Congratulations to Emma Filtz and Jenn Grimm who were recently awarded UROP grants. Emma will be studying the shedding of Epstein-Barr virus (EBV) in the daycare setting. Jenn will be using line immunoblot technology to investigate evolution of EBV-specific antibodies during the incubation period of primary EBV infection. We are very proud of our undergraduate research students!
Dr. Balfour gave an invited talk about monitoring Epstein-Barr virus (EBV) infections after hematopoietic cell transplantation at the 39th annual meeting of the European Group for Blood and Marrow Transplantation on April 8, 2013 in London. He suggested whom to monitor, for how long, and what the threshold for intervention should be. At the same session, monitoring of cytomegalovirus and aspergillus infections were also discussed.
A research study on age-specific prevalence of EBV infections among children 6 to 19 years old has just been accepted for publication in the Journal of Infectious Diseases. The major findings of this study were that (1) antibody prevalence (indicative of a previous EBV infection) in whites was significantly lower than in non-whites, and (2) antibody prevalence has been declining over time, meaning that more children could be susceptible to Mono (most commonly caused by EBV) in the future . To accomplish this research, the team tested surplus serum samples from 9,400 children who participated in the CDC’s National Health and Nutrition Examination Surveys between 2003 and 2010.
Our Mono 5 surveillance study will be published in the January 1, 2013 issue of the Journal of Infectious Diseases. In an accompanying editorial, British investigators Rickinson and Fox stated that our research “is likely to become the definitive study identifying the true burden of acute disease caused by [the Epstein-Barr virus]” and called our study “heroic.” Dr. Tony Epstein, co-discoverer of EBV, commented: “Outstanding …results. Congratulations! This is clearly a milestone.”
We owe a great deal of thanks to our loyal subjects who stayed with us throughout their undergraduate years and made more than 2,500 visits to our research clinic.
WCCO-AM 830 broadcast a news report about our findings on 12/17/12. You can listen by clicking the link below.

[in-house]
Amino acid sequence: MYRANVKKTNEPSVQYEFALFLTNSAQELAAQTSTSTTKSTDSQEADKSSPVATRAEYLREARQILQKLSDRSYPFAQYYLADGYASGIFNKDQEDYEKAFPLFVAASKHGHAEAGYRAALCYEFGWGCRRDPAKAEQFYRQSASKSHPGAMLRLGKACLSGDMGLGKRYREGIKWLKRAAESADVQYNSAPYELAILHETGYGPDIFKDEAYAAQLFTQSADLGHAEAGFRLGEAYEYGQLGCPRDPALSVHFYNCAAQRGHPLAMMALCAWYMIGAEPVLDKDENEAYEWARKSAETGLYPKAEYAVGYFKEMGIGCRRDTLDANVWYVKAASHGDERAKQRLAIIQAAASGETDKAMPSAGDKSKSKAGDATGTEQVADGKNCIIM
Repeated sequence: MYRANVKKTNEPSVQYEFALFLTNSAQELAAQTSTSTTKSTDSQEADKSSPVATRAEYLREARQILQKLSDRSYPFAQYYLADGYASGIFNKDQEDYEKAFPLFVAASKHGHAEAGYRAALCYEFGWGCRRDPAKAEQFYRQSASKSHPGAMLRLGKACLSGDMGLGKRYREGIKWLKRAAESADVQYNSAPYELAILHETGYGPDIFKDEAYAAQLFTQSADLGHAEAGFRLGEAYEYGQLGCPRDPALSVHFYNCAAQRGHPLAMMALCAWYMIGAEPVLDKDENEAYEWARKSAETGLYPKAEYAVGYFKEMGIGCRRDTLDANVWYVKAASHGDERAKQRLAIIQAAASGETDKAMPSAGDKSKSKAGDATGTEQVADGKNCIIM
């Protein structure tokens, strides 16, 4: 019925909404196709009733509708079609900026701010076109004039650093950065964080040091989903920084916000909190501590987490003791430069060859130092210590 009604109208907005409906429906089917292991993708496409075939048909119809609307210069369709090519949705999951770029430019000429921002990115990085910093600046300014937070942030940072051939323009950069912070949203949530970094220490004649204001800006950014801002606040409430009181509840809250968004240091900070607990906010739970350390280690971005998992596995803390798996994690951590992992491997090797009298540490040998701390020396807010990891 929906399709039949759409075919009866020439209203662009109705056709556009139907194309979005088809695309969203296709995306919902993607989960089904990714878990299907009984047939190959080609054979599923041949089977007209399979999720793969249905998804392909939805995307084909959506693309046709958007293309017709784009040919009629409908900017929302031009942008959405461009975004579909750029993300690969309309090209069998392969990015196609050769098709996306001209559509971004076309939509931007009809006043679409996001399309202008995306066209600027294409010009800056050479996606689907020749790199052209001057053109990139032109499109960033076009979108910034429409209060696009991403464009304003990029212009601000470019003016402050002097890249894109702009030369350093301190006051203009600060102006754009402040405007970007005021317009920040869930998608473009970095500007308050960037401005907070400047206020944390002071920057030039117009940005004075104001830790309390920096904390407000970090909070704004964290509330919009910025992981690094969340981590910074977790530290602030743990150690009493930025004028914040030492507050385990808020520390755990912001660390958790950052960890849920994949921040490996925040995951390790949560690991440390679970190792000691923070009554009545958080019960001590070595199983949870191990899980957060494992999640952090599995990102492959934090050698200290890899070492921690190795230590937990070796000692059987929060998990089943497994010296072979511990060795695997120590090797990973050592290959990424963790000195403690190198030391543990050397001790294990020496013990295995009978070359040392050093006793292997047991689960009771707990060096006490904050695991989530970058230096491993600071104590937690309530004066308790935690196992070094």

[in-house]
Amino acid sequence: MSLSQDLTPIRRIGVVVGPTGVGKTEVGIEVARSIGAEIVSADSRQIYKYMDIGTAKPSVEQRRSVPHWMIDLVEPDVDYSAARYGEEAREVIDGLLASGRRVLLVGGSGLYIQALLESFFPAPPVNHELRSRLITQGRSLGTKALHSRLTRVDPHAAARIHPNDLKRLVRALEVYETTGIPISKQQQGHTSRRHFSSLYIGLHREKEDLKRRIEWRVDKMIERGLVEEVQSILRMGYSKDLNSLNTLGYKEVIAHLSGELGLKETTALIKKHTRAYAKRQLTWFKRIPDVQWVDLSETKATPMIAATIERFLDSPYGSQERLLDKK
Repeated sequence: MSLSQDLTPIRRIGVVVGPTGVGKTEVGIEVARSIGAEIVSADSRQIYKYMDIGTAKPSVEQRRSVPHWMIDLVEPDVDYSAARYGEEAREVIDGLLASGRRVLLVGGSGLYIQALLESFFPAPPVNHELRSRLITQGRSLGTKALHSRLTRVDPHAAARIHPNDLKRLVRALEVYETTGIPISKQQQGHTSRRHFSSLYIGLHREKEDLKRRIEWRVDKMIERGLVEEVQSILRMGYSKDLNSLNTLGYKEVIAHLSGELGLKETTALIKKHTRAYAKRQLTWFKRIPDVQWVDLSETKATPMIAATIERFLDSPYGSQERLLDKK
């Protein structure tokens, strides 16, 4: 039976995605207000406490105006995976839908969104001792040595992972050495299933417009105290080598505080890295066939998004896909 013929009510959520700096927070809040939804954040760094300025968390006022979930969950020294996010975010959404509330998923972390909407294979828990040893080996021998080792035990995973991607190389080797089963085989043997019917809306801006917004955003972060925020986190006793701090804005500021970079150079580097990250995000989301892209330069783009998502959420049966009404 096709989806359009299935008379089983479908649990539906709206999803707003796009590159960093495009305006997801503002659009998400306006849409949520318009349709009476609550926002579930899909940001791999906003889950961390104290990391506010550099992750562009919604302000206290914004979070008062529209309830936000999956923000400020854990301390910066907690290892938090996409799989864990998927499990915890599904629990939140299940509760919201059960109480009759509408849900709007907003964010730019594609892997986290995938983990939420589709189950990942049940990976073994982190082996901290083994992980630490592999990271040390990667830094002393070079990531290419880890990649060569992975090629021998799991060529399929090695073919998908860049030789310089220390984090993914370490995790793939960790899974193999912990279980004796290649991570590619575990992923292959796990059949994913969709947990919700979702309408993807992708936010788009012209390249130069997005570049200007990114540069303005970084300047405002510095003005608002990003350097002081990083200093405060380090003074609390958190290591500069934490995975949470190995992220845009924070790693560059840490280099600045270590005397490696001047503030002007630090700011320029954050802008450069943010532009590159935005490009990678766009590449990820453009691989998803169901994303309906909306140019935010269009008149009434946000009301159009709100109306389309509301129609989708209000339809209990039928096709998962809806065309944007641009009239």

We screened 279 freshmen this past September and found that 135 were naive to EBV because they had no antibodies against the virus. 87 of the EBV-naive freshmen have remained on study in the prospective surveillance phase and have made 545 visits to our Clinical Virology Research Clinic to date. Ten primary EBV infections have been documented. Nine of the 10 have been sick, while one subject remained entirely asymptomatic.
The Class of 2016 Mono Study screened 279 freshmen this past September and found that 135 were naive to EBV because they had no antibodies against the virus. 87 of the EBV-naive freshmen have remained on study in the prospective surveillance phase. So far, 8 cases of primary EBV infection have occurred. Six students have had mono while 2 remained completely asymptomatic. The study will continue through the spring semester and we’ll keep you updated on its progress. Students in the study have been incredibly faithful about their clinic appointments. Hats off to our loyal study participants!
279 freshmen volunteered to be screened for this study and 91 enrolled in the surveillance phase. Of 88 subjects in active surveillance, 3 have been found to have EBV infections. We are further characterizing these infections with lab assays. At least two appear to be primary EBV infections.
Clinical Virology Programs had 2 abstracts accepted for oral presentation on September 11, 2012 at the annual meeting of the Interscience Conference on Antimicrobial Agents and Chemotherapy (ICAAC). This conference is the premier infectious diseases meeting in the US and is actually an international affair. Both talks focus on EBV antibody prevalence in US Children. An EBV vaccine is currently under development and such data are needed to decide the ideal age to administer a prophylactic EBV vaccine. Dr. Larry Condon of HealthPartners presented the interim results of a study of Minneapolis-St. Paul children 18 months to 19 years of age and Dr. Hank Balfour showed new EBV antibody data from the National Health and Nutrition Examination Survey spanning the years 2003-2010. To view the NHANES presentation please click on the link below.
1. 279 freshmen have been screened and the Step 1 screening phase closed on 9/21/12.
2. 87 subjects have enrolled in Step 2 (surveillance phase). Three more subjects are scheduled to enroll.
So many freshmen enrolled in the Mono study residence hall screening program that we now have a sufficient number of volunteers. We have finished screening in the residence halls but screening will remain open for freshmen who come to our research clinic in Mayo G255 any time between 8 AM and 10:30 AM Monday through Friday. Great participation Class of 2016!